Liberty Mutual Holding Co., the policyholder-owned insurer, postponed the largest U.S. initial public offering of 2010 as demand ...
NEW YORK — Insurer Liberty Mutual delayed the initial public offering of a subsidiary that could have been the largest U.S. IPO of the year because demand for its shares was too weak.
The high-profile postponement is a reminder that it’s still a buyer’s market for IPOs. Boston-based LibertyMutual was asking too high a price, analysts said. The strong performance of other recent debuts suggests that investors are still willing to buy shares of many companies that have been waiting to go public.
Companies that had delayed IPOs earlier this year and last year, such as Rhino Resource Partners and Daqo New Energy, are lining back up again. This time, they’re setting a lower price for their shares or offering less stock.
Liberty Mutual Group, which acquired Seattle-based Safeco in 2008 for $6.2 billion, said the weak economy, volatile stock market and “undervalued” prices for stocks of property and casualty insurers led to the delay.
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It said it was unable to “receive appropriate value” for shares of its Liberty Mutual Agency, which sells property and casualty insurance — about half of it sold to individuals under the Safeco Insurance brand.
IPO investors are “very selective” now, said Josef Schuster, the head of investment firm IPOX Schuster, which specializes in IPOs. He said Liberty Mutual could probably have made it to market by offering shares at a lower price.
Pricing low has become a common strategy for companies that want to go public in a turbulent stock market. Nearly half the companies that went public this year sold shares of their IPOs below expected ranges, according to IPO research firm Renaissance Capital.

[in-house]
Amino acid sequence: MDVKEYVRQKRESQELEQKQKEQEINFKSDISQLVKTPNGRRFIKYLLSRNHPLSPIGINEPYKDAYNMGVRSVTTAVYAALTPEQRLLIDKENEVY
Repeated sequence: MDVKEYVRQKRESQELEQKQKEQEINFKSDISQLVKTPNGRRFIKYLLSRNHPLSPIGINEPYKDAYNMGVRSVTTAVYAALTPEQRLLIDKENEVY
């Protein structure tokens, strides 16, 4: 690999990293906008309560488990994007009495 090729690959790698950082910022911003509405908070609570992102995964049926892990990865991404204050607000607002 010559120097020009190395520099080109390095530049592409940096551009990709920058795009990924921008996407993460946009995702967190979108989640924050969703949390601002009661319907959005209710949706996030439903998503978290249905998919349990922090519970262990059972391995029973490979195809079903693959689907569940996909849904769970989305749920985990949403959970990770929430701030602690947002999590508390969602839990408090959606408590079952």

Other companies recently have been successful raising funds from capital markets. While only five companies have gone public so far in September, three of those have made big gains for their investors. Shares of Chinese real-estate-website operator SouFun Holdings and China’s Country Style Cooking Restaurant Chain have risen about 50 percent, while business software company SciQuest is up nearly 30 percent.
Financial companies perhaps don’t have the same “sex appeal” that Chinese and technology companies are enjoying right now, said David Menlow, the founder of IPO research firm IPO Financial. China is one of the world’s fastest-growing economies.
Liberty Mutual had planned to sell 64.3 million shares for $18 to $20 apiece. That would have raised about $1.2 billion in the middle of that range. The biggest IPO in the U.S. so far this year was interactive white-board maker SMART Technologies, which raised $660.1 million in July. Oasis Petroleum raised $588 million in its June 16 debut and $676.2 million including extra shares that underwriters bought later.
Privately held Liberty Mutual Group said it is the fifth-largest property and casualty insurer in the U.S.
Bank of America spokesman John Yiannacopoulos and Citi spokesman Alex Samuelson declined to comment on the delay. Bank of America and Citigroup were the main underwriting banks working on the deal.
Liberty Mutual spokesman John Cusolito also declined to comment. Liberty Mutual Group CEO Edmund Kelly said in a statement that the delay in raising funds would not affect day-to-day operations.